8. Any person appointed as a guardian through Will is given prior preference and the court shall not appoint any other person as a guardian unless the aforementioned person ceases to be a guardian under the law.

Inheritance Rights: Under this Act, since the parent-child relationship is not established, the ward does not have any inherent right of succession to his/her parents' properties but through a Will, such inheritance right can be given. The only thing is that it could be challenged by a blood relative.

C. Juvenile Justice Act, 2015 (JJ Act):

  1. Since the above laws have their own restrictions and lack in identifying the adoption of orphan, abandoned and surrendered children, another codified law was required to make adoption an equal opportunity for everyone.
  2. JJ Act is designed for the care, protection, development and rehabilitation of juveniles in conflict with the law and children in need of care and protection. It is applicable to all citizens of India irrespective of their religion. It is a uniform legal framework allowing everyone to adopt a child.
  3. Unlike HAMA, this Act allows parents to adopt a child of the same sex, there are no restrictions as such. Nothing in this act applies to HAMA.
  4. Under this Act, a child can be adopted up to 18 years of age.
  5. CARA is a statutory body under the ministry of women and child development, Government of India. It functions as the central or nodal body of the adoption of  Indian children and monitors in-country and inter-country adoptions.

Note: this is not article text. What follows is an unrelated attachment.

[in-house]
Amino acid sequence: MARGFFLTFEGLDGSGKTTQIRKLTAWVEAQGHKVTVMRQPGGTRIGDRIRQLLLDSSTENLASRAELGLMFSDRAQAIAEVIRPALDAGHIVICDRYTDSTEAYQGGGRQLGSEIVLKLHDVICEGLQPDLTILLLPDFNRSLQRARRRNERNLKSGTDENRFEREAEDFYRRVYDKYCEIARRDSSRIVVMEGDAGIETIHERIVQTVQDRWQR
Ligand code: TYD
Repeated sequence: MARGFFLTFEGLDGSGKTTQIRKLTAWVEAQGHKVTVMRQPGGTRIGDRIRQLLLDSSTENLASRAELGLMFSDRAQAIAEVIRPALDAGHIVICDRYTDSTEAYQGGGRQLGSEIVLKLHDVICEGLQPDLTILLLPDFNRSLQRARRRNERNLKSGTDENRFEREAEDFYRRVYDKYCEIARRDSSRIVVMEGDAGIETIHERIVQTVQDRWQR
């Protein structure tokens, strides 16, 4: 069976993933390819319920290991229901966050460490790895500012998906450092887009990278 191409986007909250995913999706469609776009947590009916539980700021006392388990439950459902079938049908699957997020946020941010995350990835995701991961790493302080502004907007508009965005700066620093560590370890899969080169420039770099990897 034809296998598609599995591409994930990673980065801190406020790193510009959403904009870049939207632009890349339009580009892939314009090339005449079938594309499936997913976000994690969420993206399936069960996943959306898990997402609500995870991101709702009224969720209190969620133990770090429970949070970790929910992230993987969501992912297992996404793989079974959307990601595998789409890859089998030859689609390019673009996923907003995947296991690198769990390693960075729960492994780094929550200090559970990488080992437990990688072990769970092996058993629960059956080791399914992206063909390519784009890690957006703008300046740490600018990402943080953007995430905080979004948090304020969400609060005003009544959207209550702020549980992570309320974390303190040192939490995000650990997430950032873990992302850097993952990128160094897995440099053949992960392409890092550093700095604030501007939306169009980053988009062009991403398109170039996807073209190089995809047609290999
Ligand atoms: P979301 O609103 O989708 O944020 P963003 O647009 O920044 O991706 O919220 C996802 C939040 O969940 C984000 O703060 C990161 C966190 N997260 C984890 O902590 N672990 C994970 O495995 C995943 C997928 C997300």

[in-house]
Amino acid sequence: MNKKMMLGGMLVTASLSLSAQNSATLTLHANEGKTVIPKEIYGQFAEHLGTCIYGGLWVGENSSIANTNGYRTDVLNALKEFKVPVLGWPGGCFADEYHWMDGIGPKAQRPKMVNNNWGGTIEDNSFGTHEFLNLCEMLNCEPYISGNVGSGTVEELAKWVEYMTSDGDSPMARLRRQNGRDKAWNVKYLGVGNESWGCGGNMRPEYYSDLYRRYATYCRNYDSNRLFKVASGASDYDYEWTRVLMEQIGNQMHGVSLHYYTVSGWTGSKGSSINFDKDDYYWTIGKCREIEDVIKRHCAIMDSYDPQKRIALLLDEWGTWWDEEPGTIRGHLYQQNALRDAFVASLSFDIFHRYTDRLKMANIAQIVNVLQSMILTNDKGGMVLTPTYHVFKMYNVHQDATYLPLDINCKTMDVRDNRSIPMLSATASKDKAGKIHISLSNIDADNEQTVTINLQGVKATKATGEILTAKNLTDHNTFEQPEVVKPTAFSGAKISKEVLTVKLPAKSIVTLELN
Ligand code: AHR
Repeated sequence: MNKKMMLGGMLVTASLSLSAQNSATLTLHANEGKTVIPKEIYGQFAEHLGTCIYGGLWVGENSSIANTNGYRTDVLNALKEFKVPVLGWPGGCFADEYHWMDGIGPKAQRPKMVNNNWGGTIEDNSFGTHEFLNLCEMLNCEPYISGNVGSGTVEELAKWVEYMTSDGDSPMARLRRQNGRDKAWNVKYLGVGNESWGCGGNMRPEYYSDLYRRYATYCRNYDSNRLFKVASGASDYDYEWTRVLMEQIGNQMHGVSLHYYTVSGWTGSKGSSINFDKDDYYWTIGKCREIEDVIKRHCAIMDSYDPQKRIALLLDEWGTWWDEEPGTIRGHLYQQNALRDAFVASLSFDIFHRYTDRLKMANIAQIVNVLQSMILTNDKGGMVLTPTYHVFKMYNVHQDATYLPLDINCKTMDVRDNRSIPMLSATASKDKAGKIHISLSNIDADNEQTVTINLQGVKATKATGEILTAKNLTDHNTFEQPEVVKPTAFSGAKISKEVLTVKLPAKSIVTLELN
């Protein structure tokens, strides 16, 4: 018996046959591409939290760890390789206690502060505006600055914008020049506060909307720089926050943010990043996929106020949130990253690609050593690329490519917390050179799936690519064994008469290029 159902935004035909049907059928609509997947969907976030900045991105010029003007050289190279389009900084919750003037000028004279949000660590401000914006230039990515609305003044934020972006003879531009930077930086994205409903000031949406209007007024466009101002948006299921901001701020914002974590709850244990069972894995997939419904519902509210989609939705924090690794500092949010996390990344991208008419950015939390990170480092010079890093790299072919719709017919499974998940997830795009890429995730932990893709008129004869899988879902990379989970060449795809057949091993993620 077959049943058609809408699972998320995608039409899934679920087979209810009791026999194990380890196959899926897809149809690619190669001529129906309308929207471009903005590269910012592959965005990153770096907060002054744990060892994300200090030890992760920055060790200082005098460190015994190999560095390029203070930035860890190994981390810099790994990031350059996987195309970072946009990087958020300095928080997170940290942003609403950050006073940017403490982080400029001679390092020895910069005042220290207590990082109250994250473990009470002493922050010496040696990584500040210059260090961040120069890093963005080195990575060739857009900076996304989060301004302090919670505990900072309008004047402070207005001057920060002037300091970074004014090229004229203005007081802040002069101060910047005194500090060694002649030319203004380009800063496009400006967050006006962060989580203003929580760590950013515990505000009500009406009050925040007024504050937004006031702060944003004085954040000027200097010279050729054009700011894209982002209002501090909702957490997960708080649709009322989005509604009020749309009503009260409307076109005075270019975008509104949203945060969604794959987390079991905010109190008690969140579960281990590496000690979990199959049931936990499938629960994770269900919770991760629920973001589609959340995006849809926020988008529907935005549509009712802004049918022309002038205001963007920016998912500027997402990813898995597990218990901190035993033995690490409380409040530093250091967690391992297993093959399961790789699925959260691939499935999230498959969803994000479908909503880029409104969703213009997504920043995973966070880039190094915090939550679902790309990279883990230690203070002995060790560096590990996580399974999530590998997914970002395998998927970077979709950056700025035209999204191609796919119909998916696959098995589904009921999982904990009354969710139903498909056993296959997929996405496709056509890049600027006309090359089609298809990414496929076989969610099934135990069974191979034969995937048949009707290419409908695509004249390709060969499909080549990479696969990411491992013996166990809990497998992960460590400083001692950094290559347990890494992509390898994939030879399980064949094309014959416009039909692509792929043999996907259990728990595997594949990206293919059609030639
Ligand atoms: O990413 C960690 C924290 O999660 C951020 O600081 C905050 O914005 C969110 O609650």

6. The following are the rules for adoption under JJ Act:
  • The prospective parents should be mentally sound and physically fit and they should be fully prepared to adopt the child and also should be ready to provide a good upbringing.
  • In the case of married couples, both spouses' consent is required. 
  • A single male is not eligible to adopt a girl child.
  • No child shall be given to any couple until they have at least two years of stable a.martial relationships.
  • The minimum age difference between the adoptive child and the parents should not be less than twenty-five years.
  1. Under this Act, once the court issues the decree, the adoption is finalised.

Inheritance Rights: The child adopted under this Act has been given the status of a biological child and possess equal inheritance rights.

Where does the problem arise?

  1. Adoption cases under HAMA usually get challenged especially in the cases of second marriage or adoption of a child who lost his/her parents when it comes to the succession lineage of the adoptive parent.
  2. If you’re a guardian of a minor under GAWA, since the relationship of parent-child is not established, it is very easy to take that person out of the succession lineage, as no legal heir relation gets established.
  3. Under JJ Act, no such problem arises but sometimes legal disputes are created to have a share in the property whereas the reality is that an adopted child under this Act is given the status of a biological child only.

To ensure that the inheritance rights of the adopted children are protected, make sure you write a Will because it is one such document which overlooks religion, relationship etc. and anyone can be a beneficiary.